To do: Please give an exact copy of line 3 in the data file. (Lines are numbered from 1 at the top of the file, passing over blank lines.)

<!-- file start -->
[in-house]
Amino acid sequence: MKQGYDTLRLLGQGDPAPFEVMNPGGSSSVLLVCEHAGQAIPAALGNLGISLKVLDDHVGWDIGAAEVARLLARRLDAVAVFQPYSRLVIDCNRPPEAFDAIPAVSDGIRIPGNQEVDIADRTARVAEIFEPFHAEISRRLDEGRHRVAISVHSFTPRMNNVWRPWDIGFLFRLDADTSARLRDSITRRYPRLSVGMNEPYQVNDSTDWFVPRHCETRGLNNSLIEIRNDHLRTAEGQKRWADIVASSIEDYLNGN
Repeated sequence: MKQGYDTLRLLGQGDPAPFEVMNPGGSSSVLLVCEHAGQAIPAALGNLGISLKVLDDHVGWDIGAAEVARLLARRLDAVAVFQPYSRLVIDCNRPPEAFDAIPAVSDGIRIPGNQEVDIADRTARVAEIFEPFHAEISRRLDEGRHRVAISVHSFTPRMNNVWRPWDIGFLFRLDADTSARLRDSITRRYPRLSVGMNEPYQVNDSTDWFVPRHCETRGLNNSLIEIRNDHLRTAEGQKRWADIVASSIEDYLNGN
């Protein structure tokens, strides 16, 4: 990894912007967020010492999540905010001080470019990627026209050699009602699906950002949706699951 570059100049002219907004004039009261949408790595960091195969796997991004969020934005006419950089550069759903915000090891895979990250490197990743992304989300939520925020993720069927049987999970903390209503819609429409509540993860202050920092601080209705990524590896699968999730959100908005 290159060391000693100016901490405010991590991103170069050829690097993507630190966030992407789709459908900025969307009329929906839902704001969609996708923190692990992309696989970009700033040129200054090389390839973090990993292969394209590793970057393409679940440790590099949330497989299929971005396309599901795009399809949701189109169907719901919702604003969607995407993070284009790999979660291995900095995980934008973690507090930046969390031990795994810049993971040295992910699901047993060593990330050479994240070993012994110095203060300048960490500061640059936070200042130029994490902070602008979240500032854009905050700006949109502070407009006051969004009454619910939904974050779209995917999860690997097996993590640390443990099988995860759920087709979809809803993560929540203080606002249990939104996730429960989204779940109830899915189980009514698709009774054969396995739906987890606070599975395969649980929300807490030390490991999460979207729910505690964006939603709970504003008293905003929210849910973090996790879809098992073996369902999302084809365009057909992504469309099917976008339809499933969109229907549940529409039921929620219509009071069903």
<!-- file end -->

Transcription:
Repeated sequence: MKQGYDTLRLLGQGDPAPFEVMNPGGSSSVLLVCEHAGQAIPAALGNLGISLKVLDDHVGWDIGAAEVARLLARRLDAVAVFQPYSRLVIDCNRPPEAFDAIPAVSDGIRIPGNQEVDIADRTARVAEIFEPFHAEISRRLDEGRHRVAISVHSFTPRMNNVWRPWDIGFLFRLDADTSARLRDSITRRYPRLSVGMNEPYQVNDSTDWFVPRHCETRGLNNSLIEIRNDHLRTAEGQKRWADIVASSIEDYLNGN